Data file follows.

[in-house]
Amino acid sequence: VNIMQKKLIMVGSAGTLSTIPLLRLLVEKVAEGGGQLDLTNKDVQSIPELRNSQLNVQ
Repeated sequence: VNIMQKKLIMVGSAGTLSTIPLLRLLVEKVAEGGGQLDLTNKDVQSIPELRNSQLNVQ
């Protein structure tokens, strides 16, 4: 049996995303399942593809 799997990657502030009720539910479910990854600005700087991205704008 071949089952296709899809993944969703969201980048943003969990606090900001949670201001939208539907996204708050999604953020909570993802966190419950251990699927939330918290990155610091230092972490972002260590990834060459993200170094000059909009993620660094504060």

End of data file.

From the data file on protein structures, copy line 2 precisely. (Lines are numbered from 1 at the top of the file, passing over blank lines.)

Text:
Amino acid sequence: VNIMQKKLIMVGSAGTLSTIPLLRLLVEKVAEGGGQLDLTNKDVQSIPELRNSQLNVQ